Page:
The scientist from US National Institute of Standards and Technology (NIST) have found a new way to create hypersensitive sensors by able to decrease the temperature of a piece if aluminum below “quantum backaction” limit. Successful results from this experiment will also help them to dig more on the effect of quantum mechanics in larger materials.
According to physics, when atoms inside any molecule start vibrating, their kinetic energy gets converted into heat energy and that causes a material to raise its temperature. That’s why to make it cooler, scientists try to slow down the kinetic energy of those atoms. It has been found that at absolute zero temperature (-273.15 degree Celsius) the atoms attain complete stability.
One of the common ways of taking out the kinetic energy of molecules is to get them exposed to light. In this, they lose their momentum but simultaneously release a little extra bit of heat too but that usually crosses the “quantum backaction” limit. Quantum backaction limit is a temperature slightly above absolute zero temperature. Physics says if an object is being cooled then its temperature should not go below this limit.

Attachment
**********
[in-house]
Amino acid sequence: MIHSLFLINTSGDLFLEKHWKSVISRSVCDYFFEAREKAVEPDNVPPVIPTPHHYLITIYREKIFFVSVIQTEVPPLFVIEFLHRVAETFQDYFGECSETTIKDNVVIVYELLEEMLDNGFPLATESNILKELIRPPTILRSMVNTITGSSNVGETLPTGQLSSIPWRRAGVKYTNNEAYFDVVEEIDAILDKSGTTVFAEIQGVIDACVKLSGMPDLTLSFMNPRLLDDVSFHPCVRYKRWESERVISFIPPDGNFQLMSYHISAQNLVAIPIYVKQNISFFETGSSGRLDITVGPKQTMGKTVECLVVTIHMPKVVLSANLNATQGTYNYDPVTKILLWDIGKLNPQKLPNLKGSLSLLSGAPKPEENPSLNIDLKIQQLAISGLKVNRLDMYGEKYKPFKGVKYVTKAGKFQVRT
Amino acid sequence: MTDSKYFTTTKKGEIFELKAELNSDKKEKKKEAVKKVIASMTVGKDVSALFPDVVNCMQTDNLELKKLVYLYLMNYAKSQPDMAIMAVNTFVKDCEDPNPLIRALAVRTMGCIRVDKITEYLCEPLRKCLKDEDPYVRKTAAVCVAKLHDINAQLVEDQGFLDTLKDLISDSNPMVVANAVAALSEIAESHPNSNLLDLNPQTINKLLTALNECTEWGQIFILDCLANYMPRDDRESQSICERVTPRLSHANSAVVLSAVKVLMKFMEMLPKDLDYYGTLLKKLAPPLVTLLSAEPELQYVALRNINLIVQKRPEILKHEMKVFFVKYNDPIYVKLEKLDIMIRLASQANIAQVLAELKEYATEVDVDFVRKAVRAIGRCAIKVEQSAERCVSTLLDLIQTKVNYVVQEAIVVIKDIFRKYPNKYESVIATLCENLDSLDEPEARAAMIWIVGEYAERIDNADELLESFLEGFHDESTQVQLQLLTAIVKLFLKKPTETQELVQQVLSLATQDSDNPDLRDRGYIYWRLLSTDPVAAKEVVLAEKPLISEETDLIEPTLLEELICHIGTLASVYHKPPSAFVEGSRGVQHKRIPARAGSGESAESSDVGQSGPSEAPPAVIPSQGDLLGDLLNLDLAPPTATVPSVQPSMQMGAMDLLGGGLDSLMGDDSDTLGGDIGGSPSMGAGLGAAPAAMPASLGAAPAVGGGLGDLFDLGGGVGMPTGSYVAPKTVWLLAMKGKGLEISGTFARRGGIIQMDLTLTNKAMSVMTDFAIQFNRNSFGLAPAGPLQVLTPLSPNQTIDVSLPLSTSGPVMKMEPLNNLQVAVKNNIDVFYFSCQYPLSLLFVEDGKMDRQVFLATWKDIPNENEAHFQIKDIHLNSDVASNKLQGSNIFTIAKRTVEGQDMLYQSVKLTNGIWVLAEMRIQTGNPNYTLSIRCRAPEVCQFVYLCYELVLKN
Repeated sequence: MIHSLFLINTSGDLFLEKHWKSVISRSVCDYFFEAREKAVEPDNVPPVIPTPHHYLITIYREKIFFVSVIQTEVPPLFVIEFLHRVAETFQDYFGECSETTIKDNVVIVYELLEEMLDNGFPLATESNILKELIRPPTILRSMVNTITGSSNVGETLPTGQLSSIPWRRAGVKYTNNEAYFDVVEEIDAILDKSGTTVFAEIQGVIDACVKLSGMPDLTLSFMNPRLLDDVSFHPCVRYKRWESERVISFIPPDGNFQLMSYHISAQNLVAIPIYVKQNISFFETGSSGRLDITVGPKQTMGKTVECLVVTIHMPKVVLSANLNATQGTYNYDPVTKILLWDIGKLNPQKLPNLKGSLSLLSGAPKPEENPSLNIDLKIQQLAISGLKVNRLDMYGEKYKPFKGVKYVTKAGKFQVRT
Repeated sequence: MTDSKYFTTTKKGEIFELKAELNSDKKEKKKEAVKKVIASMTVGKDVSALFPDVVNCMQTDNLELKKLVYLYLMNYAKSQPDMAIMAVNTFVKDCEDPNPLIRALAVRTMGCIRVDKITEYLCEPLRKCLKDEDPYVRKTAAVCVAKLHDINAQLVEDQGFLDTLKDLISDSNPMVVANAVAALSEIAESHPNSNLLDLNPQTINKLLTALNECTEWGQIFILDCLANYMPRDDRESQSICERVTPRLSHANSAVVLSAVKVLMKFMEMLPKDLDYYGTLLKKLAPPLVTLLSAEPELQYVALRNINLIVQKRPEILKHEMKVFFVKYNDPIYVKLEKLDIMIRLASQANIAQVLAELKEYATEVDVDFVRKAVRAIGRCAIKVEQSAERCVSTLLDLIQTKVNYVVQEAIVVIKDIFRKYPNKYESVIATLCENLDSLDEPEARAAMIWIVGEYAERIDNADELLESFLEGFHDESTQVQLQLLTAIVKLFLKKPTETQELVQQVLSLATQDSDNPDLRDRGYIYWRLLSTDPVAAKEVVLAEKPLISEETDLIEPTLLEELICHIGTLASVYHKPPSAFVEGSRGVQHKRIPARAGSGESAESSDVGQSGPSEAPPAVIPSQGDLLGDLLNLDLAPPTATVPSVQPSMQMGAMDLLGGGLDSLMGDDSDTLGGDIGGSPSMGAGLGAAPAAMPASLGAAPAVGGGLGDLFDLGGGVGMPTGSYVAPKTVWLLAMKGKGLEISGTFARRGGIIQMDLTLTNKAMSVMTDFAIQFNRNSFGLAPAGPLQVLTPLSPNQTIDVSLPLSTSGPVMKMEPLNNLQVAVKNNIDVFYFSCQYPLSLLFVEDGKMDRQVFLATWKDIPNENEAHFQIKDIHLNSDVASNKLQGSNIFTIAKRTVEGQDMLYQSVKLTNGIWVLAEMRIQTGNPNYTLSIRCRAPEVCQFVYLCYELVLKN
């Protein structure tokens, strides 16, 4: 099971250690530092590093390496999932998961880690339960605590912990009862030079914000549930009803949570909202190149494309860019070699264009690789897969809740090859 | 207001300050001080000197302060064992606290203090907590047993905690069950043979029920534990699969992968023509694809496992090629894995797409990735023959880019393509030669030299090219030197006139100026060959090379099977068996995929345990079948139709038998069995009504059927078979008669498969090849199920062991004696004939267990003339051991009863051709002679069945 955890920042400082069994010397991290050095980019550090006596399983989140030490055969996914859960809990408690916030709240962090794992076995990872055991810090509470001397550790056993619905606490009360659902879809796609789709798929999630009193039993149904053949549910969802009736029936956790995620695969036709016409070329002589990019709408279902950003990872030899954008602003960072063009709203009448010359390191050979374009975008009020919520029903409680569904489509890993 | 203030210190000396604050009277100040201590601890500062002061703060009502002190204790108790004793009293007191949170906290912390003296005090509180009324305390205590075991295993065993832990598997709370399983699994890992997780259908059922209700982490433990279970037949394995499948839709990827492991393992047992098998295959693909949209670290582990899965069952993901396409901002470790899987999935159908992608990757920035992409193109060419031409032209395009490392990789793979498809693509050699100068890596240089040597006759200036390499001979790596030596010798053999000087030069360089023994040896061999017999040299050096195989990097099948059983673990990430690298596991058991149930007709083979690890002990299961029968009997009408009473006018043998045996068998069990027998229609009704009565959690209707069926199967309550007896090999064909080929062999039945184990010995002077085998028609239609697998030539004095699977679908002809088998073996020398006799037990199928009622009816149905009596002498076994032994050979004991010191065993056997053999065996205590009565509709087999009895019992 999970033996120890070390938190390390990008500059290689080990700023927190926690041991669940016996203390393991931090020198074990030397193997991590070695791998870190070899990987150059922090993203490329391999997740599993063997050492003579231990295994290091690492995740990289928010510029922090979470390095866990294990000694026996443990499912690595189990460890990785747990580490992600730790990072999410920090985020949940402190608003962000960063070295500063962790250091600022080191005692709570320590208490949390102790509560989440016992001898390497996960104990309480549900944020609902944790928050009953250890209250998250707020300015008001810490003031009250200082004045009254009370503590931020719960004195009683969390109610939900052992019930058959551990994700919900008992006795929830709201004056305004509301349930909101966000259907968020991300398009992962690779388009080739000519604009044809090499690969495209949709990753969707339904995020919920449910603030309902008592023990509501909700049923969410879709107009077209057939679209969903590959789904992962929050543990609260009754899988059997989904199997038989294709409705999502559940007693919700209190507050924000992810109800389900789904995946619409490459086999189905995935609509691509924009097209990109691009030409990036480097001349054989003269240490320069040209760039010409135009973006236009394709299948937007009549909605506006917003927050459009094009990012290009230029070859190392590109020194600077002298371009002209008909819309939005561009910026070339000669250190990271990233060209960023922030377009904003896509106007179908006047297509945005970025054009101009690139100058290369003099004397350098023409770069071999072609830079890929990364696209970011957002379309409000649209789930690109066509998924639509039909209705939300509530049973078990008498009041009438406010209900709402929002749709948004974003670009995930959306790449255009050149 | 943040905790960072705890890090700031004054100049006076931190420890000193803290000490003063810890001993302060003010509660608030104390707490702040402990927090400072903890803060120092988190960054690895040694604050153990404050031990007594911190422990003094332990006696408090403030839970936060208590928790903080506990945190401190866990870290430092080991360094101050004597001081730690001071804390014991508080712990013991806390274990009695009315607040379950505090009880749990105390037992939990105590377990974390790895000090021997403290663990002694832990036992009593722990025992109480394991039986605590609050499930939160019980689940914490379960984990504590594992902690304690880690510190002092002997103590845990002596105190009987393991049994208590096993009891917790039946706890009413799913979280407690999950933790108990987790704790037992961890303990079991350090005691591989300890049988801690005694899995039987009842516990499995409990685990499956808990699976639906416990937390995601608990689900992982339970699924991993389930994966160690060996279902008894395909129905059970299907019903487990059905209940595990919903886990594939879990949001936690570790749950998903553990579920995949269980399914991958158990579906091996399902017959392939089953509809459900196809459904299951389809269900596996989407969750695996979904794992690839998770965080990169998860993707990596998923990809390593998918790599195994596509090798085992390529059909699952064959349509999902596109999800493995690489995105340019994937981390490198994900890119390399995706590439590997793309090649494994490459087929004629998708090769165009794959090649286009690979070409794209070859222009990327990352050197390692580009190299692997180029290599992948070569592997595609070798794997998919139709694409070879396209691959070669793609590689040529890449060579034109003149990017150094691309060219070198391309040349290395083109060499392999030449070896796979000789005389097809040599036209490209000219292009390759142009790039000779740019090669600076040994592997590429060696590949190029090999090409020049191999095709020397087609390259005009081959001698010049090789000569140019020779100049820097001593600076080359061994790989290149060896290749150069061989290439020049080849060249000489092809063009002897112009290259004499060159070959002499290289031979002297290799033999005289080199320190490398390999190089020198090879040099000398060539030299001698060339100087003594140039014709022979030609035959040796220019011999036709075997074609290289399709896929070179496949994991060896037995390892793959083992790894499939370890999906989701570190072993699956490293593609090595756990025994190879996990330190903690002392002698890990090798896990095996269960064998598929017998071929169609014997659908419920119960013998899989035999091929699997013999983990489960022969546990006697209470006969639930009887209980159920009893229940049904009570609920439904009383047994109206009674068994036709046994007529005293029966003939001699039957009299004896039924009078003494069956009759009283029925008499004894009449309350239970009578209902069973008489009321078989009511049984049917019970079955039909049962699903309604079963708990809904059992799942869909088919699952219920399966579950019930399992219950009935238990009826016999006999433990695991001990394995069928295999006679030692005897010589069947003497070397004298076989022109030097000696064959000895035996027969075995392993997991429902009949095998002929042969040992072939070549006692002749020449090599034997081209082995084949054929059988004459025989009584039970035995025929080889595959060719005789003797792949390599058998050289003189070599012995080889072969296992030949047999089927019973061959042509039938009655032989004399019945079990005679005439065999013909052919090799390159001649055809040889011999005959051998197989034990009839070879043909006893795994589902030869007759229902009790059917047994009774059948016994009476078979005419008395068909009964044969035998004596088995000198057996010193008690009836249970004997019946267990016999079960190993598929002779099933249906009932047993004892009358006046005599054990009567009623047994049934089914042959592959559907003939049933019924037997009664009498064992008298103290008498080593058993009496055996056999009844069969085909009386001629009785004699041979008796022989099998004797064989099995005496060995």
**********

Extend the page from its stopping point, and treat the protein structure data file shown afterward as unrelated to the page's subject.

But scientists of NIST have found a way to deal with it by squeezing the light that will be focused on the hot object. To carry out the experiment they designed a nano drum and a circuit to cool the drum. Vibrating microwaves inside the circuit creates its own photon periodically. On the other hand, the vibrating drum has phonons inside them which are a part of the quantum heat. Now, each photon generated from the circuit takes down with it one phonon thus cooling the drum a bit lower than quantum backaction limit.
Squeezing of light also works fine with this and scientists are happy now to remove one kind of fluctuation from its amplitude which was impossible before for them.